This is of course a difficult question to answer. Obviously, you must have applied to other companies if you are looking for a job or would have some offers from other companies already. Therefore, do not lie that you have not. However, you are on thin ice here! The interviewer could be checking your honesty. On the other hand, he/she may also be trying to find out how focused you are - are you applying randomly, or is there a well-planned strategy?Whatever your answer, it should match your career goals.
4. What Salary Are You Expecting?
Try not to get into salary details early in the interview. If pressed, you could say that it all depends on the job, and would like to talk about it after a job offer. Say this in a convincing tone. In case you are asked this question in your latter interviews, give a direct answer. Do not sound apologetic while quoting the figure you have in mind.Be clear about your strengths.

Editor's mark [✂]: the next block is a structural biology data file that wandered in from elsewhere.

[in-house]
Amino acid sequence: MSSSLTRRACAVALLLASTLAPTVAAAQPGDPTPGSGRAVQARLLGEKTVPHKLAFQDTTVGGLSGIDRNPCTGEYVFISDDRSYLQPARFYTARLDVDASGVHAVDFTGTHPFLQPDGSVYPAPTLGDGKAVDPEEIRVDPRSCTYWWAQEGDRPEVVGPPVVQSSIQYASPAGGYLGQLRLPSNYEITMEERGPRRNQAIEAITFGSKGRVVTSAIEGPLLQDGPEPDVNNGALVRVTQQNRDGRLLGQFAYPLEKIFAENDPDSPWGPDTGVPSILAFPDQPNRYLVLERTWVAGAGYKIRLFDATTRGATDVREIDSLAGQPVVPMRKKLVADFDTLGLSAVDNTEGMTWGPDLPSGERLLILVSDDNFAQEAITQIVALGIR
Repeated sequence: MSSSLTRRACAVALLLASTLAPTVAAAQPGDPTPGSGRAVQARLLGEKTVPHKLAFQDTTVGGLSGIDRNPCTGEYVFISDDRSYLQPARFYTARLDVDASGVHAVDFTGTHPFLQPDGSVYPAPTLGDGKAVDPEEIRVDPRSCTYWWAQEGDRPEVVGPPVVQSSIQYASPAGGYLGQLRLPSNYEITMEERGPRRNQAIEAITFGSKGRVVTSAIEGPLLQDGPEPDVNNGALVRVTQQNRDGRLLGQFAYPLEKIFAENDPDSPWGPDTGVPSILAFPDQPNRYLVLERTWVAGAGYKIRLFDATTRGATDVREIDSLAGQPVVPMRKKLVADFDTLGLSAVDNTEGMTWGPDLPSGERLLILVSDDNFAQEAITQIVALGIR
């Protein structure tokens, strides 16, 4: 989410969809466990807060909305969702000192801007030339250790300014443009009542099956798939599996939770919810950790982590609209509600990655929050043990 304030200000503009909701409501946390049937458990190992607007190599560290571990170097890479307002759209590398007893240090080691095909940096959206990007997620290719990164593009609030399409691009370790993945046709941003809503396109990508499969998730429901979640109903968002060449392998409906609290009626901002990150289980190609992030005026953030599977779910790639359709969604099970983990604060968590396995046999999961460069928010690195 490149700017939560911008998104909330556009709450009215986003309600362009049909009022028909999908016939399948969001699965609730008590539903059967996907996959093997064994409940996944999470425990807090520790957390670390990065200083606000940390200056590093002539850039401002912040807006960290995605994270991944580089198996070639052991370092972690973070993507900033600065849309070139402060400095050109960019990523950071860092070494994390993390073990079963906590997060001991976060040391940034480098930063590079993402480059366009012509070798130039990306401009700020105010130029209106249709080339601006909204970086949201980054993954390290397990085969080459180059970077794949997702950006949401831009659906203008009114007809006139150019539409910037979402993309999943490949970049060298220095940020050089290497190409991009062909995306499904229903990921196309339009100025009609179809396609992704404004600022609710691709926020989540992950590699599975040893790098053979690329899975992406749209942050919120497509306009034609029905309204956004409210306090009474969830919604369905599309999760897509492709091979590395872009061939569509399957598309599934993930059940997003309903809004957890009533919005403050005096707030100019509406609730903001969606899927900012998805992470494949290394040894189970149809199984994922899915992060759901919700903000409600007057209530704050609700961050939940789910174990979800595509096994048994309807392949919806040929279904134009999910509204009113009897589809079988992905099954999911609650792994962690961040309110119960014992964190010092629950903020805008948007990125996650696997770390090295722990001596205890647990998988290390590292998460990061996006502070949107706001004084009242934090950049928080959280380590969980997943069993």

You're almost certain to be hit with questions pertaining to your strengths and weaknesses. Know your strengths and emphasize those that relate specifically to the position for which you're being considered. If, for example, you're applying for a sales position, you might describe one of your strengths (if it's true) as follows: "I've made a study of personality types and I've learned to quickly type people in terms of the kinds of approaches that might best attract them." Be prepared, in this case, to back up your claim if the interviewer suddenly asks: "What type would you say I am?"
5. Describe your weaknesses as strengths.